Amazon’s Android app store, which the company opened to developers this morning, will offer a better experience than the current Android Marketplace run by Google. Apps will be vetted by Amazon (much like Apple does with iTunes), which will get rid of a bunch of crummy apps that don’t work right or feature unsavory content like porn.That’s good news for Android users, right?
Not necessarily. Having separate app stores for the same platform contributes to the biggest problem facing Android: fragmentation into a bunch of slightly different platforms, each offering slightly different experiences and supporting different apps. That’s not a smooth user experience.
Users have already seen Verizon swap out Google search for Bing search on some phones, and Angry Birds developers Rovio have complained that the app doesn’t work as well on some older versions of the platform, forcing them to build a “light” version. Android tablets will require powerful hardware, which means that apps which run fine on them might not run at all on earlier smartphone versions of the platform.
But the problem could get much worse from here. As developer Kevin Marks explained on his blog yesterday–and TechCrunch elaborated on–there are actually two Androids. Most popular Android phones are certified by Google and come with various Google apps built in, such as Gmail and Google Talk. But there’s also the underlying Android operating system, which is open-source and can be customised by phone makers, carriers, and even Google competitors like Facebook.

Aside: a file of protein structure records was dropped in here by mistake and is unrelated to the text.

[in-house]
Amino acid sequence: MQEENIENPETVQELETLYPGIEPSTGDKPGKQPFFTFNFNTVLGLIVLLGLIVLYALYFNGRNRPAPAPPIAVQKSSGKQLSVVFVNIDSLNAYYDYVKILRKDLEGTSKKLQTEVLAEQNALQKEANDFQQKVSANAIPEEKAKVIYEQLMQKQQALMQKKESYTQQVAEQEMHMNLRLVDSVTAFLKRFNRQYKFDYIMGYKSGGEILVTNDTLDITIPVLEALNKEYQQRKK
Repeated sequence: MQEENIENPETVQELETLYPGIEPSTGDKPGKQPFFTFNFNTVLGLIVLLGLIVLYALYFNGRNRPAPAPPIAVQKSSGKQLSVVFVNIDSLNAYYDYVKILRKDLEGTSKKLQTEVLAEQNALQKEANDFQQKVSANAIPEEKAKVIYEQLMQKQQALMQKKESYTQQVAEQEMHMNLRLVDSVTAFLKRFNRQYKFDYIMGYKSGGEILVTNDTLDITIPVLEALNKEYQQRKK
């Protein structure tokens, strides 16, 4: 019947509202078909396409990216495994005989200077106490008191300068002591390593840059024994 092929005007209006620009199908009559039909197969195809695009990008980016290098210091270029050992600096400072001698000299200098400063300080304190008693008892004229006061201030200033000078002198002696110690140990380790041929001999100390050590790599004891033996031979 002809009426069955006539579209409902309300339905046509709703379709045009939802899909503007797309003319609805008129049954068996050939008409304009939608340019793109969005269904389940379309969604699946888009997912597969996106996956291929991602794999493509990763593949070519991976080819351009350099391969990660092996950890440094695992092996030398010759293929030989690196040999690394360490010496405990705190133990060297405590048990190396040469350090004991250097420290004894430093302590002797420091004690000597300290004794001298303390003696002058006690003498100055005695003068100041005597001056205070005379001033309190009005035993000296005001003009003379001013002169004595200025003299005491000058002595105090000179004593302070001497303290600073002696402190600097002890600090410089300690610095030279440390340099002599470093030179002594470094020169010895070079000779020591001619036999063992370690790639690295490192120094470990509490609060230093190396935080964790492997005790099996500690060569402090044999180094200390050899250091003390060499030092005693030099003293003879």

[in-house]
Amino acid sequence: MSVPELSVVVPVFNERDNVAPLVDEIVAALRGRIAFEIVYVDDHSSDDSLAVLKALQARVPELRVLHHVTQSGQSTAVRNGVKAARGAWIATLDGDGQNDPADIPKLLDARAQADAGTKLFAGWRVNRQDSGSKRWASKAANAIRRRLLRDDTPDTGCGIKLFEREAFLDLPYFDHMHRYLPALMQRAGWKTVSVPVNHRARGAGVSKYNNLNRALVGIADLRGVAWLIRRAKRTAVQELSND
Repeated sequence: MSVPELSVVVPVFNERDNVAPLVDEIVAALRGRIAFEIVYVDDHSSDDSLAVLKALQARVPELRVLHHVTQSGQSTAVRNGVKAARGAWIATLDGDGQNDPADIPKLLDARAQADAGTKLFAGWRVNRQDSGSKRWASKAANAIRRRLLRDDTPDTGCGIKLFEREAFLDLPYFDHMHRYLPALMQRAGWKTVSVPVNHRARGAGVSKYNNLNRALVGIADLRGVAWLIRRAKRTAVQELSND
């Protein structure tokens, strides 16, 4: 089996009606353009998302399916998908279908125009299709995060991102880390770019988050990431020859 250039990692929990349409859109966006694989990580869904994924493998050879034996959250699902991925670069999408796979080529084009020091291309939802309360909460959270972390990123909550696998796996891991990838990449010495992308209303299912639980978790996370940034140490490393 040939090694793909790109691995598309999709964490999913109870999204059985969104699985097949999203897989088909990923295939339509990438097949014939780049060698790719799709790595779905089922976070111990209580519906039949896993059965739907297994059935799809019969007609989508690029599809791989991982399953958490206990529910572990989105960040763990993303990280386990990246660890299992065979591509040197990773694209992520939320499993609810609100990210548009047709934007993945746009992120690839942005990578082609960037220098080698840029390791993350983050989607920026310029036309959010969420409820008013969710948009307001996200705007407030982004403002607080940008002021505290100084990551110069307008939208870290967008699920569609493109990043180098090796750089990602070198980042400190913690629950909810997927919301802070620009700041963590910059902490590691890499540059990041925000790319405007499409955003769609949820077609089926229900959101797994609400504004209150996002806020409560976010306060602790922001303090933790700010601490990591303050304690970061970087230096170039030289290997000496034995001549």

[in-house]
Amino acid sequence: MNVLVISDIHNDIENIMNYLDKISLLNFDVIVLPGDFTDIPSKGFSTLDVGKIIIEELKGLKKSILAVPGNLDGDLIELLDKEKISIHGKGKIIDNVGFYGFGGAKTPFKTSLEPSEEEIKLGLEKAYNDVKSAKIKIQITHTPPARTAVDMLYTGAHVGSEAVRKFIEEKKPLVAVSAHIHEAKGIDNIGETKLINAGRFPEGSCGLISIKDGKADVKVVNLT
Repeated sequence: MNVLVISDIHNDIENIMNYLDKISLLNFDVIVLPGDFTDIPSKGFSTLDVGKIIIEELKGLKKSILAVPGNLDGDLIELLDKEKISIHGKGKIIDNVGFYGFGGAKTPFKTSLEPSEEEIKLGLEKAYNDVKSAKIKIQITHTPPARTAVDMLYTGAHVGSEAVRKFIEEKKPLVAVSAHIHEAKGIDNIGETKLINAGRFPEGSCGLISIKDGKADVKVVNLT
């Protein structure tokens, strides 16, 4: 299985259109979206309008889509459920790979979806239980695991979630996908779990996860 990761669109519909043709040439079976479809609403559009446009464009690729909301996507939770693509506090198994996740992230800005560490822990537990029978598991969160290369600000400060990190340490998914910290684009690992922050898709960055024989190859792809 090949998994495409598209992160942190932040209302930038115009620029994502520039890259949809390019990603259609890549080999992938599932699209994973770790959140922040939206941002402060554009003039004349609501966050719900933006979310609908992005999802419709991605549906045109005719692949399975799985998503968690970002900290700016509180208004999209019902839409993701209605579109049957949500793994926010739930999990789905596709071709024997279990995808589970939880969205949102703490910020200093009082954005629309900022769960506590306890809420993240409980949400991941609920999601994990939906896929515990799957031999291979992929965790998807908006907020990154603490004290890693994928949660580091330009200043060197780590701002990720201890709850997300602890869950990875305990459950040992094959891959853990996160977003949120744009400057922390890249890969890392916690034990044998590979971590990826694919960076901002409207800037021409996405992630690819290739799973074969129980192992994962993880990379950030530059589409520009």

As third parties build more customised phones on Android, expect more unique apps to emerge for each platform–imagine Zynga apps built for a Facebook Android phone, or a specialised Motorola app for backing up music and video, for instance. Amazon’s Android app store will be a perfect venue for apps that Google might otherwise not highlight.
So when users buy an Android phone, what will they get? That depends. How will they get new apps? That also depends. Will those apps work with every Android phone? Probably not.
In 2010, users didn’t seem to care, and bought phones based on Android anyway. But as the platform fragments further in 2011, that could change.